In the quotes below, Holmes is actually talking about a different sort of tangent. He was trying to explain that when you examine the evidence you need to be careful to not follow a false lead. Sometimes you find pieces of evidence that just aren't relevant to your case (same/similar name, wrong person). It is important to evaluate all of the evidence and decide what is relevant and what isn't. You don't want a false lead taking you down the wrong investigative path. It is very important to document WHY a certain piece of evidence was found to be not relevant. People that read your research need to see that you evaluated everything that you found.
"It is of the highest importance in the art of detection to be able to recognize, out of a number of facts, which are incidental and which are vital. Otherwise you energy and attention must be dissipated instead of concentrated.” [Holmes to Watson, "The Reigate Squire"]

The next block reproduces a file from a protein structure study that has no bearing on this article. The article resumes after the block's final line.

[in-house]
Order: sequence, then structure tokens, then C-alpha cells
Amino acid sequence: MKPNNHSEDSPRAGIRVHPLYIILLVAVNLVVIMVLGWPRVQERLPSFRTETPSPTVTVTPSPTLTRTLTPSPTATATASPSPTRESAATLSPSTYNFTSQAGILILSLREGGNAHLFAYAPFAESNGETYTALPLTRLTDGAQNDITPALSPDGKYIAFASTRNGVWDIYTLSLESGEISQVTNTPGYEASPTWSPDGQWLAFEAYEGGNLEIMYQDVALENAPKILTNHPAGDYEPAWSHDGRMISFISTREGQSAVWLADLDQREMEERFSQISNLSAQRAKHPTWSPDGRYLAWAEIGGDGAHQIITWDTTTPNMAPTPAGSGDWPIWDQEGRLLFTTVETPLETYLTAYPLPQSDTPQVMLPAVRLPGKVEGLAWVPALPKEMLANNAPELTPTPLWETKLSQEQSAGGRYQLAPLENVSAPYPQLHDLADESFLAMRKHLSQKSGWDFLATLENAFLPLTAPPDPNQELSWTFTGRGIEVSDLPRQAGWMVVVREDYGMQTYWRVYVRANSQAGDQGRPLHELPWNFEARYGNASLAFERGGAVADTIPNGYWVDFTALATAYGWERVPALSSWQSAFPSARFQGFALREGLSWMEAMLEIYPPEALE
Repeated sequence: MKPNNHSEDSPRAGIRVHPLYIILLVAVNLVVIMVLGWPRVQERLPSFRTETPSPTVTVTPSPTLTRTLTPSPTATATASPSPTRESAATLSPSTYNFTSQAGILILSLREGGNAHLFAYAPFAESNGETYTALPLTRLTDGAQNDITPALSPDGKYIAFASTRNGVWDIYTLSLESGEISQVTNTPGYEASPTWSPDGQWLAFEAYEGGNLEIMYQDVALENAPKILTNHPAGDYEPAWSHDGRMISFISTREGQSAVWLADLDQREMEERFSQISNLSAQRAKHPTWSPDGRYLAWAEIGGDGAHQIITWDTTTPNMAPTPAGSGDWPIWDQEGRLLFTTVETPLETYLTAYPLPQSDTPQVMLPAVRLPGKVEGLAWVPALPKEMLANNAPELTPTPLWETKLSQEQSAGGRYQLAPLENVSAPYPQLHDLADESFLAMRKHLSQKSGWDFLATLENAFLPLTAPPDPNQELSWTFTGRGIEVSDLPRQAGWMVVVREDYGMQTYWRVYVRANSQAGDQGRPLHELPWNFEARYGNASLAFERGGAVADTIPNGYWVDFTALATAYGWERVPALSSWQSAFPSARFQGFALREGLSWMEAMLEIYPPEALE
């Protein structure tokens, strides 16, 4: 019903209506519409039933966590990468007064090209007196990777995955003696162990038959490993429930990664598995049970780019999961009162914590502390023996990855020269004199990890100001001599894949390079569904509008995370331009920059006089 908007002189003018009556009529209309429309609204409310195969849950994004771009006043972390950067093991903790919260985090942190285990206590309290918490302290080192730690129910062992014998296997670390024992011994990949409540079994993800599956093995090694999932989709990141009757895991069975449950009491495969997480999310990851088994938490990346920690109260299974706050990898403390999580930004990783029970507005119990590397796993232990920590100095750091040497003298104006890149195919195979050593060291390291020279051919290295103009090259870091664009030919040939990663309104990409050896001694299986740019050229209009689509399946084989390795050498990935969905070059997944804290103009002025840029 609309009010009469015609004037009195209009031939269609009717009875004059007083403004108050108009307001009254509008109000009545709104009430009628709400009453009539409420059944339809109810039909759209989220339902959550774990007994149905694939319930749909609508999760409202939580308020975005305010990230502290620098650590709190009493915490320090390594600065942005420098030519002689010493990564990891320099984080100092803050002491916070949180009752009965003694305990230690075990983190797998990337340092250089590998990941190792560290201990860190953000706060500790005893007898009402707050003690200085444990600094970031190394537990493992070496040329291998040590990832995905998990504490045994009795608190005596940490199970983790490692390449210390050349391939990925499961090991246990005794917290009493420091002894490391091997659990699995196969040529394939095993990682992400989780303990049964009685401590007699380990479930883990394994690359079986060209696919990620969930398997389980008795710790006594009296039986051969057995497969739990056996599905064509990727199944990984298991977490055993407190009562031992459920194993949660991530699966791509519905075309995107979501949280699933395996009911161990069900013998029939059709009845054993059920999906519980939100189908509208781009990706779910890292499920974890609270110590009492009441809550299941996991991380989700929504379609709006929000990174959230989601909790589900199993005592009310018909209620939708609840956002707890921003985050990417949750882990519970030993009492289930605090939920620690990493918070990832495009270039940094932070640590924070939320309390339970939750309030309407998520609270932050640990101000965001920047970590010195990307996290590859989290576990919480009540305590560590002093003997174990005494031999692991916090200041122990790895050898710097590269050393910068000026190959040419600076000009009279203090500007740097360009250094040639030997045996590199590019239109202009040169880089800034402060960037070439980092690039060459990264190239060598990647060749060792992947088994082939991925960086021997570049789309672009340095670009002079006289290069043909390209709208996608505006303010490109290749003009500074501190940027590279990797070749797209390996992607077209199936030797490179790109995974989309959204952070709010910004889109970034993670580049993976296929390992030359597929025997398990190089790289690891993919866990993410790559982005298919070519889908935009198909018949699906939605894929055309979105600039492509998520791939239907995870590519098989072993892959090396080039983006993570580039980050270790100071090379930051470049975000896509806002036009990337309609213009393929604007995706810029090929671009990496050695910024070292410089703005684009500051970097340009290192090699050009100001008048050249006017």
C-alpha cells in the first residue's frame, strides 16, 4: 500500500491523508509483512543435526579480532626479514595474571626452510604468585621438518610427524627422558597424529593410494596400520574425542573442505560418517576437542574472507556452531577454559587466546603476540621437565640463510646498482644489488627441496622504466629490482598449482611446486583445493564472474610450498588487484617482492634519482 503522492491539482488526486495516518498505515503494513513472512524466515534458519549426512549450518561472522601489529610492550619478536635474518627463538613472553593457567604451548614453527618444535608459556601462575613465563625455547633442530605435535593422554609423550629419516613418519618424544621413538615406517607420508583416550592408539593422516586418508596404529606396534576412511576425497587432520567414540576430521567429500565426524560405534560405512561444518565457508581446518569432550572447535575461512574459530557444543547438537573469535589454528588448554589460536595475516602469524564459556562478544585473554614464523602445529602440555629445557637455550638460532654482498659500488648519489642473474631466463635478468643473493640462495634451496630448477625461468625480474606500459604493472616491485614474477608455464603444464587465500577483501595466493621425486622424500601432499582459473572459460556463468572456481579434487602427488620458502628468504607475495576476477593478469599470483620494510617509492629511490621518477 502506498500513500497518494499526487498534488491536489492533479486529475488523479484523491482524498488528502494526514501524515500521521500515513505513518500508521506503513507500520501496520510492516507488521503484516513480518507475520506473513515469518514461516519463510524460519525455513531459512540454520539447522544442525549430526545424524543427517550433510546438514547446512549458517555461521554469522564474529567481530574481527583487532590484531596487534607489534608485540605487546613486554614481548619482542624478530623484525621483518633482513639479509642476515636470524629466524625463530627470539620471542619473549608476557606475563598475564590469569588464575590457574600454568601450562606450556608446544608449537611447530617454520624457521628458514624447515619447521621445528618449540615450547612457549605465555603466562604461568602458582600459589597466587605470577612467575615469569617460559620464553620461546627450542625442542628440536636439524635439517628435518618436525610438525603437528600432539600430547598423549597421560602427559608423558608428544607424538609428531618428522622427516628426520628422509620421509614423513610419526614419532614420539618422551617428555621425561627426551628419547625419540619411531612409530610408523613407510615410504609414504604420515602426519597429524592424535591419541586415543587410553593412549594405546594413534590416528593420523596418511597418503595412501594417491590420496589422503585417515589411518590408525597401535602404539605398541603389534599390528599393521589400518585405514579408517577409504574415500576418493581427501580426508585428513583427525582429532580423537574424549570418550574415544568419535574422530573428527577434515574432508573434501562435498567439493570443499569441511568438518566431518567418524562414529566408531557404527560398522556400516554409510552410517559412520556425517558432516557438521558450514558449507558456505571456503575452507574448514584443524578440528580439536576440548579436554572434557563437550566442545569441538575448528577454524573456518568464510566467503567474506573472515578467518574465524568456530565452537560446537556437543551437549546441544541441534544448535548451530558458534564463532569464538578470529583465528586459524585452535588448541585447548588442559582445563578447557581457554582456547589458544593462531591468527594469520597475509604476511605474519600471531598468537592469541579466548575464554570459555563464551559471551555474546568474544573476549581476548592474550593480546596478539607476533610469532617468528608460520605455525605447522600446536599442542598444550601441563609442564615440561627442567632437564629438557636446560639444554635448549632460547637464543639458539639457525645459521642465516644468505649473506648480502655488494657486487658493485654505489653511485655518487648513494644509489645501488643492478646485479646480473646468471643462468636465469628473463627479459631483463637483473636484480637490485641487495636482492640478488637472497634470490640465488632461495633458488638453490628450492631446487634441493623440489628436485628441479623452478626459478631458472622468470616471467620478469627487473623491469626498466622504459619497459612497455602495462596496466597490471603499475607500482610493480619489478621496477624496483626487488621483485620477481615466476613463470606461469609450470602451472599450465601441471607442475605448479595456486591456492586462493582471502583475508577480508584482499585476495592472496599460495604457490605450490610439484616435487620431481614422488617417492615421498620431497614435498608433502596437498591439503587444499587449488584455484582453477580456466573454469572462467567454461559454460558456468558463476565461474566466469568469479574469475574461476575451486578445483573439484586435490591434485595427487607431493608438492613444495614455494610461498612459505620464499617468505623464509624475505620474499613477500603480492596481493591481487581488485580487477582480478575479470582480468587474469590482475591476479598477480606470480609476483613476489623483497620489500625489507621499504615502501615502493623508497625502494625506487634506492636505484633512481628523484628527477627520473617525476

"Having gathered these facts, Watson, I smoked several pipes over them, trying to separate those which were crucial from others that were merely incidental.” [Holmes to Watson, "The Crooked Man"]
“The principal difficulty in your case lay in the fact of there being too much evidence. When was vital was overlaid and hidden by was irrelevant. Of all the facts which were presented to us, we had to pick just those which we deemed to be essential, and then piece them together in their order, so as to reconstruct this very remarkable chain of events.” [Holmes to client Percy Phelps, "The Naval Treaty"]
Copyright © 2012 Michele Simmons Lewis